It's during this step that any mistakes are going to happen. Just double check each connection.

Time for a break. Get more coffee, and some chocolate too if you fancy a snack.

Step 4: Software and Finishing Up!

Download the Zip file from step one (if you haven't already).

In there you'll find two folders, "libraries" and "TextAdventure_T6963C"

Inside the libraries folder there is the library for the display, pop that in your Arduino libraries folder.

You can save "TextAdventure_T6963C" wherever you usually save your Arduino projects. When you open the project, you will notice that it contains two files, TextAdventure_T6963C.ino (the main program) and Strings.h (the text strings for the game).

Now you should be able to open your Arduino software and upload the code to your Arduino.

Whist programming/testing and playing with the code, it will all run from the programmer/usb power, so you can disconnect the batteries.

Assuming your soldering is all good and it works, you can glue/tape your Arduino into the case and tidy up the wires. I used double sided tape to stick the battery clip to box lid.

That's it. Hope you've enjoyed reading this Instructable, and if you decide to make one of these games, I hope you enjoy it!

The video here is of the game I gave my friend at Christmas, exactly the same but with a blue screen and added a Christmas message when it was turned on.

Possible Improvements:

With only 32k of flash and 2k of sram, I was pretty much at the limit of the Arduino Pro Mini. A few things could be done to remedy this:

Use an Arduino like the Zero (256k flash and 32k sram)
Use a raspberry Pi (overkill?)
Add an SD-card reader and store games on SD cards?

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Participated in the
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Participated in the
Epilog Contest VII

2 People Made This Project!


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14 Discussions


3 years ago


Made an adapted version of this - thanks for all the work you put in!!

6 replies

Reply 2 years ago

What display did you use for your project?


Reply 2 years ago

I used a T6963C, They're not the cheapest of displays and require a lot of wiring, but I got one out of a broken MF/HF radio at work, after I built a prototype I ordered new ones from here:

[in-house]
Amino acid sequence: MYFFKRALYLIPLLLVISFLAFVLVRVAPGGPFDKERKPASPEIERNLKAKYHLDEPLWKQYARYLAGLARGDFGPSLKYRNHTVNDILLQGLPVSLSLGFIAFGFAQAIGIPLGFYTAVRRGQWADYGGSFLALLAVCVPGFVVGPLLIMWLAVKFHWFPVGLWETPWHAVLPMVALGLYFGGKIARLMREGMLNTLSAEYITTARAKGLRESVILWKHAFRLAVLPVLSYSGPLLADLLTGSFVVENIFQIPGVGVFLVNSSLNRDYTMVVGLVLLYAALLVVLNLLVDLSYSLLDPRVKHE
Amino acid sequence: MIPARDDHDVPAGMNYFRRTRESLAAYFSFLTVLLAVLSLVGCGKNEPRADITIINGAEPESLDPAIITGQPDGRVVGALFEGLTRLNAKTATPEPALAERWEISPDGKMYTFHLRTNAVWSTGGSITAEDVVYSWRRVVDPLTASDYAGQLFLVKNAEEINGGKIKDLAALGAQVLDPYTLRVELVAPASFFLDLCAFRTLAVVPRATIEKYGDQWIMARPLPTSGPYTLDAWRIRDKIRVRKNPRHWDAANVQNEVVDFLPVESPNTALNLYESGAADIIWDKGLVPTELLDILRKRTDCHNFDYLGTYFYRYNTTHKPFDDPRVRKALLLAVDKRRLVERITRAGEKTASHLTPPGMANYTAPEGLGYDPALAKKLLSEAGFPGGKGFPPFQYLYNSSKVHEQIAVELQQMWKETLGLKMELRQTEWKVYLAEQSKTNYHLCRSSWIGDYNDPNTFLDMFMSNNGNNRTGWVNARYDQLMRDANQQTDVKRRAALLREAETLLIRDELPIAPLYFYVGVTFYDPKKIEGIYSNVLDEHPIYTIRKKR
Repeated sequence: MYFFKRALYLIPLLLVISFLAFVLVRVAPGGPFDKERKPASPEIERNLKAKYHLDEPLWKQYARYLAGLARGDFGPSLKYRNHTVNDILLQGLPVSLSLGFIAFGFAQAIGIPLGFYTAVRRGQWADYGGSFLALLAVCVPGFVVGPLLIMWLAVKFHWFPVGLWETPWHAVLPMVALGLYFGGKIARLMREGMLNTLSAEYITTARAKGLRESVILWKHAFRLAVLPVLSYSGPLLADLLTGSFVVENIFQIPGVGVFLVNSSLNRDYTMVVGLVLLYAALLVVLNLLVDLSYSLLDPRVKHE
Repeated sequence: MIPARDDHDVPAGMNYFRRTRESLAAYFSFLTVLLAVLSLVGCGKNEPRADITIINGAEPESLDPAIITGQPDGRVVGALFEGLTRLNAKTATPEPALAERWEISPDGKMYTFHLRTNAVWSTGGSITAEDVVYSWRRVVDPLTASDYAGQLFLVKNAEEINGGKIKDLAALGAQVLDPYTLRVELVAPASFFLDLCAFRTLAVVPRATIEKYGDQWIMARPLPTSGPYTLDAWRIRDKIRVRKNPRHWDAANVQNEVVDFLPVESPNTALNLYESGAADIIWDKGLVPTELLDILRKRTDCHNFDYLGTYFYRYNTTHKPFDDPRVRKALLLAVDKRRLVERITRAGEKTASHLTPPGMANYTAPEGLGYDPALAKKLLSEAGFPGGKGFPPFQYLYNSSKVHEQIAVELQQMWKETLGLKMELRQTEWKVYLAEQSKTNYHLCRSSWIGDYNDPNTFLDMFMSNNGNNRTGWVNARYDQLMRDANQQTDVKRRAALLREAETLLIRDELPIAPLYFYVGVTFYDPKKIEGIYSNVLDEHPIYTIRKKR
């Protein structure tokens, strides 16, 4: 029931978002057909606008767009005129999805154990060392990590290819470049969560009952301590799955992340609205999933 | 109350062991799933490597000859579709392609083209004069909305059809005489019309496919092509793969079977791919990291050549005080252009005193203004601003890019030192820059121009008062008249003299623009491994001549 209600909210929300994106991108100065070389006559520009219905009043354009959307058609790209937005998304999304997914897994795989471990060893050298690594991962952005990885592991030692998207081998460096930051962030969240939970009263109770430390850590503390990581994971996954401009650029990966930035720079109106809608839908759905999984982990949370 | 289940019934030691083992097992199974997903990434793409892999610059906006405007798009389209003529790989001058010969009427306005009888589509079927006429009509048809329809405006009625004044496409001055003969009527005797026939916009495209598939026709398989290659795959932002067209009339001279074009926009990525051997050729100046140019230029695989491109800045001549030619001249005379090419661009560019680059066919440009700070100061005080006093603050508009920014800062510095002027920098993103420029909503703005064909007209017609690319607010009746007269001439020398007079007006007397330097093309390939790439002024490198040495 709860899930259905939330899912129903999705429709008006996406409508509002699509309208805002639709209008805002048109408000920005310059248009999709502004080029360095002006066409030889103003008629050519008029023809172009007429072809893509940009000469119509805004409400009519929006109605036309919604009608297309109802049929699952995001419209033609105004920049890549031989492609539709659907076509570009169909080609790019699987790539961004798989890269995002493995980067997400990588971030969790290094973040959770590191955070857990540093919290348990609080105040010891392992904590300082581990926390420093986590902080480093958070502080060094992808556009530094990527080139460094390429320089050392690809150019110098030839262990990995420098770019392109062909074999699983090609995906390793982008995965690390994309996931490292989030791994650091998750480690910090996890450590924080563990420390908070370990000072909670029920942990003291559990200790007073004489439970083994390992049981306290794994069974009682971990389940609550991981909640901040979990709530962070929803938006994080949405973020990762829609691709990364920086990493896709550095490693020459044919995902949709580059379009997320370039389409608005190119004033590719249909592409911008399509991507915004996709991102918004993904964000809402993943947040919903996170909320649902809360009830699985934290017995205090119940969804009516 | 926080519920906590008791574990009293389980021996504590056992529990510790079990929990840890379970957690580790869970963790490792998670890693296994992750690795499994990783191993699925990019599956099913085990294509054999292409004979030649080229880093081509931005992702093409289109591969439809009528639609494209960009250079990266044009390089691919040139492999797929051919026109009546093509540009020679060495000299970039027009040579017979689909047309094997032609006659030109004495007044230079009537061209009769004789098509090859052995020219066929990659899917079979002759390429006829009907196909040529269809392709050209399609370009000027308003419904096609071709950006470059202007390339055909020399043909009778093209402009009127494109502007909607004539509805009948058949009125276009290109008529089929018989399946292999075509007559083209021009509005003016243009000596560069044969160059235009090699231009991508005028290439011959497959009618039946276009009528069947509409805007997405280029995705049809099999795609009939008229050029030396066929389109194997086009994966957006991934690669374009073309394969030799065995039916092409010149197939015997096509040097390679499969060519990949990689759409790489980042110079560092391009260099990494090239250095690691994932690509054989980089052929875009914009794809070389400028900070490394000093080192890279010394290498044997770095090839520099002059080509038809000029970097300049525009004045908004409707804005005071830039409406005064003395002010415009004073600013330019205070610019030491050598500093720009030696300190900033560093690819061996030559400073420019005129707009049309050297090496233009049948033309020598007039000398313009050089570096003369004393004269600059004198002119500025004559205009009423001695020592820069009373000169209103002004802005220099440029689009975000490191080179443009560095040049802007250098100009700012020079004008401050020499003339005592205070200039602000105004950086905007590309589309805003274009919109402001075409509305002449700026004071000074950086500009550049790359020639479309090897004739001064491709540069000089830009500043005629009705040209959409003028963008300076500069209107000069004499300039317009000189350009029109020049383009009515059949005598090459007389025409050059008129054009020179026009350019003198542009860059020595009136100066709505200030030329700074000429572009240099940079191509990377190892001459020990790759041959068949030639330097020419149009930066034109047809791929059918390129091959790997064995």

Reply 3 years ago

That's awesome! I joined the kickstarter for an Arduboy (hopefully not long to go now until delivery).

Was it much work to change the code for that display? Like what you did with the option selection ;-)


Reply 3 years ago

Thanks! A big part of the work was re-formatting the text to fit into 18 lines instead of 8, I'll E-Mail the source to you...


Reply 3 years ago

Looks great Uxe! I want to create something similar. I have a 128 x 64 LCD display and a arduino uno? do you think that would work? Would you be willing to share your code with me?


Reply 3 years ago

I used a 160x144 LCD, so my code probably isn't the best place to start for working with a 128x64 LCD. WarmCat's original code or dadecoza's code for a 2 row / 16 character LCD could be a better starting point to fit inside of 128x64 pixels? Do you know the exact model of your LCD? Then we could work out which library to use for displaying text...


3 years ago


What a fun game!

I also adapted it for the 16x2 lcd
display. Having to go through the code I can really appreciate the
amount of work you had put into it. :)



2 replies

Reply 3 years ago

That's really cool :-D I'm glad that you like it, and it's great that you've converted it to a common display.
I bet it must have took some time to convert it though!


Reply 3 years ago

It did take some time but that was half the fun. I wrote a quick perl script to parse your Strings.h and do the 16line word wrapping to create most of the new Strings.h file, still took a few hours to do the mappings and update the game code.

Dr. P

3 years ago

I've just learned how to SAY arduino, and I'm wanting to make this! Ah, memories of Zork. Plus, I love coffee! Really great Instructable!

1 reply
WarmCatDr. P

Reply 3 years ago

Thanks :-D yeah get one of those displays and have a go!


3 years ago

Nice project. :) Regarding your improvements - I would go for a Raspberry Pi A+. You get (almost) unlimited storage, and it's even cheaper than the Zero. Really cool project, would love to see more of it. :)

1 reply

Reply 3 years ago

Thanks! Ah yeah the Pi A+, I could add one of those 2" colour lcds and have little pictures for the various areas in the game too :-)